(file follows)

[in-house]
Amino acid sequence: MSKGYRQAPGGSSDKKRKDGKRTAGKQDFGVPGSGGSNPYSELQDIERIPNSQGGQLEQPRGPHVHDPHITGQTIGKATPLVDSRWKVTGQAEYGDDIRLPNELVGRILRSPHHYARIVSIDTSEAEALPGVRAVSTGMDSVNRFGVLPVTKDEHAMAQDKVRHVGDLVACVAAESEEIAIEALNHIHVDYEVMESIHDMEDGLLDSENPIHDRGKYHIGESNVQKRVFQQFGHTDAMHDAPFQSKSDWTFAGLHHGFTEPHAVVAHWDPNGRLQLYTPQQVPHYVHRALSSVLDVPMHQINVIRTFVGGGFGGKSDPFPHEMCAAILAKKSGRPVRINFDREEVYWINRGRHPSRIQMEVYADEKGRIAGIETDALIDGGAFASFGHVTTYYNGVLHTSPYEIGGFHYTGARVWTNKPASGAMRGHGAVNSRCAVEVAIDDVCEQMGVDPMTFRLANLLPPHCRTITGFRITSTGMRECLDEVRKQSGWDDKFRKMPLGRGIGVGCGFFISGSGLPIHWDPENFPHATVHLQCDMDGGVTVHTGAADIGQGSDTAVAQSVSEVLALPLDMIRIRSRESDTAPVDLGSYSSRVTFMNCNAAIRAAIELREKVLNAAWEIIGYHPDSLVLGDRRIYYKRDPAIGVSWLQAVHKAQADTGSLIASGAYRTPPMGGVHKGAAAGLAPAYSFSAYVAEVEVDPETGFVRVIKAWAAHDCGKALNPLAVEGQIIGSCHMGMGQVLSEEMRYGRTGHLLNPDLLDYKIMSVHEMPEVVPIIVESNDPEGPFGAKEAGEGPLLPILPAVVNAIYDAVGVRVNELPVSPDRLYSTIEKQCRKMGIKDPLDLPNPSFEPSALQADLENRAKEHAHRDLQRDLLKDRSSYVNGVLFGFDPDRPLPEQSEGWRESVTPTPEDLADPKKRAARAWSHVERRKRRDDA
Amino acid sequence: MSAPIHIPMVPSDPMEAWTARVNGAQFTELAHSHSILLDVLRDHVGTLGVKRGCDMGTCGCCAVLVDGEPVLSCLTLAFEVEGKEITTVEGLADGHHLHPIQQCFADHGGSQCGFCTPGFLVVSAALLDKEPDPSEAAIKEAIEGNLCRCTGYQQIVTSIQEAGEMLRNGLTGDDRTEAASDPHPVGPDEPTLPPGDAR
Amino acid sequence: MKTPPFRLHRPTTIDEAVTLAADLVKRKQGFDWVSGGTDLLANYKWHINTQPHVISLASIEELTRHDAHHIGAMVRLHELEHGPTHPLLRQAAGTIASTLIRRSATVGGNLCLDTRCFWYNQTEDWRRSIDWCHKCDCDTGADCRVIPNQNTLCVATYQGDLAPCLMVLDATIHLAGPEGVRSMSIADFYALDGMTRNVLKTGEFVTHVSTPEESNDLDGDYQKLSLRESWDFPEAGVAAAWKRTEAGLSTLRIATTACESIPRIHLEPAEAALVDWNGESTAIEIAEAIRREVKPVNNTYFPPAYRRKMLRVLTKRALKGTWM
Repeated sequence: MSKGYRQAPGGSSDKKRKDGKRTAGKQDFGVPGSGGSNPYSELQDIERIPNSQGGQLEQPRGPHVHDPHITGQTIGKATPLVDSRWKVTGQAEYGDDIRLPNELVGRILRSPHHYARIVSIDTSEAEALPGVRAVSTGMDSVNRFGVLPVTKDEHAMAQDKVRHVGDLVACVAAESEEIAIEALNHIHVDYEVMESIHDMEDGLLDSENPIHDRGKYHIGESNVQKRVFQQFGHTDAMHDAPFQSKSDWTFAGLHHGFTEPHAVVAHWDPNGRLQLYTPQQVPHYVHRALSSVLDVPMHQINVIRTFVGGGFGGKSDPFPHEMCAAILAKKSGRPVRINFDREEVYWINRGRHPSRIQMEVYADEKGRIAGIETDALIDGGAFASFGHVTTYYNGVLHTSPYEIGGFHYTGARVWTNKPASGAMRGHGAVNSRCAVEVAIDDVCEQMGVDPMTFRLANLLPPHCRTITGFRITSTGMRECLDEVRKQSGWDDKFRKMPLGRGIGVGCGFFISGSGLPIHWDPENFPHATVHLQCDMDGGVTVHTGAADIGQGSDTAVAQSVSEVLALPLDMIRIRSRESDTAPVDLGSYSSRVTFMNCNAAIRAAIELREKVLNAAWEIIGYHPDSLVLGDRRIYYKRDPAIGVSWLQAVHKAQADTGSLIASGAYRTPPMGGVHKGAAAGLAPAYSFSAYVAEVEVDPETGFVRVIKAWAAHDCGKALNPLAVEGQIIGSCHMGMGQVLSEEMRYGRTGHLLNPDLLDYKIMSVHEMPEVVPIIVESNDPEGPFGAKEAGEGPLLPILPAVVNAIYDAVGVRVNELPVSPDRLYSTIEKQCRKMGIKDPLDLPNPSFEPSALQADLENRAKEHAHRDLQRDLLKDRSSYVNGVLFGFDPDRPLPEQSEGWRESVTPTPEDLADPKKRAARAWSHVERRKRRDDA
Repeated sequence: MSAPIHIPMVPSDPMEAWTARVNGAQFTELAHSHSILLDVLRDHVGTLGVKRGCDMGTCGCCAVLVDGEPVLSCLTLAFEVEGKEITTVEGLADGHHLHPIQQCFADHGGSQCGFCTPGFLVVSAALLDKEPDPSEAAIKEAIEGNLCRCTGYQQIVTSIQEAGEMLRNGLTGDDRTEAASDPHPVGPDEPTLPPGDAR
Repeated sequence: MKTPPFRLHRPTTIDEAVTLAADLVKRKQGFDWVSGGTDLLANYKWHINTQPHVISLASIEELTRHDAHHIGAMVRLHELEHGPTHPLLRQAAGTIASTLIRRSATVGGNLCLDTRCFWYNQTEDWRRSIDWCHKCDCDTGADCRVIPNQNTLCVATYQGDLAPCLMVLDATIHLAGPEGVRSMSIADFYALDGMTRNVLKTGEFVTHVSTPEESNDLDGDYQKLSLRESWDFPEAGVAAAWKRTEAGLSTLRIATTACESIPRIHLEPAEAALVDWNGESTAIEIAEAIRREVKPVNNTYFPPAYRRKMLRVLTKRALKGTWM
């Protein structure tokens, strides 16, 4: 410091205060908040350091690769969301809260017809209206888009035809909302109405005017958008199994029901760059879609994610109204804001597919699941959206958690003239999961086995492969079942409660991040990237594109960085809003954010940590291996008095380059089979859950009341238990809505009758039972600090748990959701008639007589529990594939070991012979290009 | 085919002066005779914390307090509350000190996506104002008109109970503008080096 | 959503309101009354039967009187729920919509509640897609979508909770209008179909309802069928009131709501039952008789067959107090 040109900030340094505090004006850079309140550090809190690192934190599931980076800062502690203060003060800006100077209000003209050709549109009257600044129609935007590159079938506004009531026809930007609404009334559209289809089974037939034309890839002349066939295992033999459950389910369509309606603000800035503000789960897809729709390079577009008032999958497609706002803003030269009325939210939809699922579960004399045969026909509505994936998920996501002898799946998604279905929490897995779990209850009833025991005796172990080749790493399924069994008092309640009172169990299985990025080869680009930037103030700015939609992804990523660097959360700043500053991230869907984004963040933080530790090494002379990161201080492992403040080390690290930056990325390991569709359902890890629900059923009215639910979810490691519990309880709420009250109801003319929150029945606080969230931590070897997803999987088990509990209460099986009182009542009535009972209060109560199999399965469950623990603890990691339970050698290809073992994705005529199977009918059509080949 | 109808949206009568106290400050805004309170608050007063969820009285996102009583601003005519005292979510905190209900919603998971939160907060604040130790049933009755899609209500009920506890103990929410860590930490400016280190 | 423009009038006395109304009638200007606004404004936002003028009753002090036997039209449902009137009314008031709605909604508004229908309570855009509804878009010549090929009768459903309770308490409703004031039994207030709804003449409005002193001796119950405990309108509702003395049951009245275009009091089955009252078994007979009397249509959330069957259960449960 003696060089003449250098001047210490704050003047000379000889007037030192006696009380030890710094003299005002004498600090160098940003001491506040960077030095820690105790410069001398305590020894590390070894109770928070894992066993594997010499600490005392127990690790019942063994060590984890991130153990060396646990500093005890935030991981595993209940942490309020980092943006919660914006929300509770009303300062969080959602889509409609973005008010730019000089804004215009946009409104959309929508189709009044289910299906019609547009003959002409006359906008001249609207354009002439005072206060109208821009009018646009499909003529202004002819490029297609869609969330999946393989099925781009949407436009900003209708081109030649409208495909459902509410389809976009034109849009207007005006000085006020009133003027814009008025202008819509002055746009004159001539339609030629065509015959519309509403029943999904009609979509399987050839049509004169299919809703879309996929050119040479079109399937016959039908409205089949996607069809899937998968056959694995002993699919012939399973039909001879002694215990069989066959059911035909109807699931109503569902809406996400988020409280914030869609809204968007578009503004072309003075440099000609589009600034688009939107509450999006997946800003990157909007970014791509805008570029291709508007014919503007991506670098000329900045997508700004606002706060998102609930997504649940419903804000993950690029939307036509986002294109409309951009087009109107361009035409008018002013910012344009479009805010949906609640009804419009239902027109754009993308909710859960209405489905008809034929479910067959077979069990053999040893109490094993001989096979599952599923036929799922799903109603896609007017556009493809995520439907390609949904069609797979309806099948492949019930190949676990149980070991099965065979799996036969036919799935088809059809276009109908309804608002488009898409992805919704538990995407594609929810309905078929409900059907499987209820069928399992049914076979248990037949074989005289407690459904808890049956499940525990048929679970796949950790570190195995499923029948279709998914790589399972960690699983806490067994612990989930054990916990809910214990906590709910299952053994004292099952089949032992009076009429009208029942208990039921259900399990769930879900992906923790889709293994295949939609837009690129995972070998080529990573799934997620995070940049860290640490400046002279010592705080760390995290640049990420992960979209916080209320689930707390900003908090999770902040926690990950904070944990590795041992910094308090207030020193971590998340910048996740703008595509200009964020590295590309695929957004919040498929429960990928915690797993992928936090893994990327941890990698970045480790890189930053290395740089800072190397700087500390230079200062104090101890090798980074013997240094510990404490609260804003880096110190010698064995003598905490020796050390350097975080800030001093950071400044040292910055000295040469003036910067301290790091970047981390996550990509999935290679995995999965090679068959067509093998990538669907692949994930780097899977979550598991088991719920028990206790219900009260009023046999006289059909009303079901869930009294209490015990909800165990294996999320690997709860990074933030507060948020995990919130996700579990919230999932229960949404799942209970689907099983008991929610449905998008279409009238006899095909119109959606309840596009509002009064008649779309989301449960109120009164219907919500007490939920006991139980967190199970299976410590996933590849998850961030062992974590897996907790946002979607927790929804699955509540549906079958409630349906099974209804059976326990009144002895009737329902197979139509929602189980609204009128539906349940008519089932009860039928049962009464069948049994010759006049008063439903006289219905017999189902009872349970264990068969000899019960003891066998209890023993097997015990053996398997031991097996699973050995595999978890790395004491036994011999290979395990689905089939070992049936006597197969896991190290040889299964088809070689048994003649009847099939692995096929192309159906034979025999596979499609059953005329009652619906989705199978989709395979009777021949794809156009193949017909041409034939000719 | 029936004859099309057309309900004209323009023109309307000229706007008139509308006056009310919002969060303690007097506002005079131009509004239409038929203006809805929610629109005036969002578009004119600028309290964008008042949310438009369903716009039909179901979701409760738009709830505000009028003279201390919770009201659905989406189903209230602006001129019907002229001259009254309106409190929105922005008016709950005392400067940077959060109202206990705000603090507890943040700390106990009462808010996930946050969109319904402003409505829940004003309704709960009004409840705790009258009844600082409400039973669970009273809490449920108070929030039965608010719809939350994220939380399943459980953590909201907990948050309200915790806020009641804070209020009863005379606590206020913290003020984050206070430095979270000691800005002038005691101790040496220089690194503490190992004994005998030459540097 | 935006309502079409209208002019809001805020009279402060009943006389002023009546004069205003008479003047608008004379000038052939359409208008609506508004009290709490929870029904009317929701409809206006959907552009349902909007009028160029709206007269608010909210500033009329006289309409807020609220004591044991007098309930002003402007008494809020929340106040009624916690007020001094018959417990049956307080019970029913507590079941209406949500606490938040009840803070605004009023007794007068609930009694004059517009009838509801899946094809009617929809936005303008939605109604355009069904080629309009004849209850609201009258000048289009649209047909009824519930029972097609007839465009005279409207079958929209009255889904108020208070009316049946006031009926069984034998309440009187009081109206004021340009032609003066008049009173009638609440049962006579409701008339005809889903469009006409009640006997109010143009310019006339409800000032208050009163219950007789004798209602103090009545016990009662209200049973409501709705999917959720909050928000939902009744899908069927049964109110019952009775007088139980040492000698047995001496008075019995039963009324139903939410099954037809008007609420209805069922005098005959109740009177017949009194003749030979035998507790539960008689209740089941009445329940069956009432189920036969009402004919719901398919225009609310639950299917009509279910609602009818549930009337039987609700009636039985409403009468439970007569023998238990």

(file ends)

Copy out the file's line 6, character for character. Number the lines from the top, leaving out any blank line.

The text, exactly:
Repeated sequence: MSAPIHIPMVPSDPMEAWTARVNGAQFTELAHSHSILLDVLRDHVGTLGVKRGCDMGTCGCCAVLVDGEPVLSCLTLAFEVEGKEITTVEGLADGHHLHPIQQCFADHGGSQCGFCTPGFLVVSAALLDKEPDPSEAAIKEAIEGNLCRCTGYQQIVTSIQEAGEMLRNGLTGDDRTEAASDPHPVGPDEPTLPPGDAR